The Eroica Trio, one of the hottest piano trios making the concert circuit, ended the 28th season of the Highlands-Cashiers Chamber Music Festival with an unforgettable performance. The Festival ran for approximately five weeks and offered a delectable mix of musical events and gourmet meals or picnics and musical events. Concert underwriters were Earle Mauldin and Debbie Davidoff. William Ransom, Artistic Director, announced that veteran chamber player Charles Wadsworth would appear at next year's Festival.
The glamorous and fabulously dressed Eroica Trio now consists of Sara Sant'Ambrogio, cello, Erika Nickrenz, piano, and Susie Park, violin. They have won Grammy nominations and, in 1991, the Naumburg Award, which brought them a Lincoln Center debut. They tour internationally and record for Angel/EMI Classic Records. They are famous for their aggressive playing, and at the small Performing Arts Center in Highlands, which seats only several hundred, I felt they simply overplayed the hall. The volume was, in general, excessively loud, with the hammered piano too frequently overshadowing the other instruments. There was also such an exaggeration in mannerisms — head shaking, hair in the face, bow strokes, swaying — that the performance seemed too close to parody, and more about them than the music. Why then all the distracting histrionics, when clearly these are exceptional musicians at the peaks of their careers?
First on the program was Gaspar Cassadó's (1897-1966) only Piano Trio, in C (1926/29). A native of Barcelona, he studied cello with Pablo Casals and composition with Manuel de Falla and Ravel in Paris. The work in three movements — "Allegro risoluto-Allegro ma non troppo," "Tempo moderato e pesante-Allegro giusto-Tempo I," and "Recitativo-Moderato ed appassionato-Rondo (Allegro vivo)" — well suited the Trio's extroverted playing style. Exotic flourishes, extended rhapsodic solo passages, strident ostinati, and colorful string glissandi and strummings characterized the impassioned work.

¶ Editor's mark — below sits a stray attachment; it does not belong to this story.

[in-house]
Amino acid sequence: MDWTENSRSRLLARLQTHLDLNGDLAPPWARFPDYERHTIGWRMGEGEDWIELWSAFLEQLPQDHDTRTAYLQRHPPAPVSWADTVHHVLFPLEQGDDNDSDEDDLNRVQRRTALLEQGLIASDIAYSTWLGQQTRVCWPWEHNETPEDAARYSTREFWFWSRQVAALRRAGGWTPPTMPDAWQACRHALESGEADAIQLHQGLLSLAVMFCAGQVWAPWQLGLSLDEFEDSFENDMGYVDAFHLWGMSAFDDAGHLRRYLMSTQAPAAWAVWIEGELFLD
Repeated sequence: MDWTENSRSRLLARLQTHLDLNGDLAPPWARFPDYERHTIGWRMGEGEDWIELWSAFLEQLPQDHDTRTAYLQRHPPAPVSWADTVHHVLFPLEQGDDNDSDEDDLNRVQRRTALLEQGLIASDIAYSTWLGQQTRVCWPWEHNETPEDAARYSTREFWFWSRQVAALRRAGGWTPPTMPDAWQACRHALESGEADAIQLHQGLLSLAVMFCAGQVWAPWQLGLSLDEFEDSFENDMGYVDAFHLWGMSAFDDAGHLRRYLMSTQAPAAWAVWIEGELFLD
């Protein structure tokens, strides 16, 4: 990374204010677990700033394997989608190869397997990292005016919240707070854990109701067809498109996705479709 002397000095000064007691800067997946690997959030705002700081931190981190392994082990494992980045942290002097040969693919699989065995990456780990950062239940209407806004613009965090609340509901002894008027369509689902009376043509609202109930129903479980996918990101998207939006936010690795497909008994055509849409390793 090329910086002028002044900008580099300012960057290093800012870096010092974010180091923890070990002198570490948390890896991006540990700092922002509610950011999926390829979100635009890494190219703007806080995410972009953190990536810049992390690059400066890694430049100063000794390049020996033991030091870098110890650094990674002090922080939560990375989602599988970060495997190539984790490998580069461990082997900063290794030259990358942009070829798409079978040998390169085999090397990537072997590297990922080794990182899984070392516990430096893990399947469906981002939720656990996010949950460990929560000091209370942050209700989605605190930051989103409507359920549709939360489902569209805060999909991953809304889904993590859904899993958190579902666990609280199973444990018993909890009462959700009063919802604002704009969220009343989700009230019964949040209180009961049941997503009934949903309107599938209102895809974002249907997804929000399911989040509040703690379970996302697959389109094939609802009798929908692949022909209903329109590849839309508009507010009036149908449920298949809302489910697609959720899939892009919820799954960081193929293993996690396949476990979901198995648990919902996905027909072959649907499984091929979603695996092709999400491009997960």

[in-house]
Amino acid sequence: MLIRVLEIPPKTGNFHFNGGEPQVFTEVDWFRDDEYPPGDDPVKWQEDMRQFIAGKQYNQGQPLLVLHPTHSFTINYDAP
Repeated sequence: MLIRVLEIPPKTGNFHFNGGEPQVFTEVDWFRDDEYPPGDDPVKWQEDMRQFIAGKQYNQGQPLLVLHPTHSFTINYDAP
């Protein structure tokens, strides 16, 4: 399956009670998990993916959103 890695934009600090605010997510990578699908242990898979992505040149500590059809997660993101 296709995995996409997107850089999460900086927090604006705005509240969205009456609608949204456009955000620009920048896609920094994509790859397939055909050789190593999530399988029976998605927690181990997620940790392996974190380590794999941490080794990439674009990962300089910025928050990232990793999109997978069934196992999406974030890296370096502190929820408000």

Next was Édouard Lalo's Piano Trio No. 1, in C minor, Op. 7. Composed in 1850, the work had fallen into obscurity until Sara Sant'Ambrogio tracked down the music; due to their frequent performances, the score has since been reissued. Formally, the work resembles the German model of four movements — "Allegro moderato," "Romance: Andante," "Scherzo: Allegretto," and "Finale: Allegro" — but, internally, French and Spanish influences are also heard. The standout movements were the "Romance," a song without words begun first in the piano and the "Scherzo," with its humorous tricky, tripping main theme, where there was some of the best ensemble playing of the evening.
The concert proceeded without intermission to the final piece, a suite of three movements arranged by Brazilian-born New Yorker Raimundo Penaforte from Bernstein's West Side Story. Like the transcriptions of the Carmen suites featuring solo violin, this, too, is an exploration of what is technically possible on each instrument, using "I Feel Pretty," "Somewhere," and "America" as the display vehicles. We heard scales off the chart, harmonics, double stops, ripped glissandi, extremes of register and, in the last movement, a general romping, merry cacophony. The middle movement afforded a rare moment of quiet playing featuring a gorgeous solo high in the violin. The encore was a Raimundo Penaforte arrangement of Grieg's Piano Prelude No. 3.
Note: The 2009 season of the Highlands-Cashiers Chamber Music Festival ends Saturday October 10 with a performance by the Vega String Quartet and distinguished readers of Haydn's Seven Last Words of Christ our Savior. The venue is the Episcopal Church of the Incarnation, Highlands, and the time is 5:00 p.m. For more information, call 828/526-9060 or visit http://www.h-cmusicfestival.org/.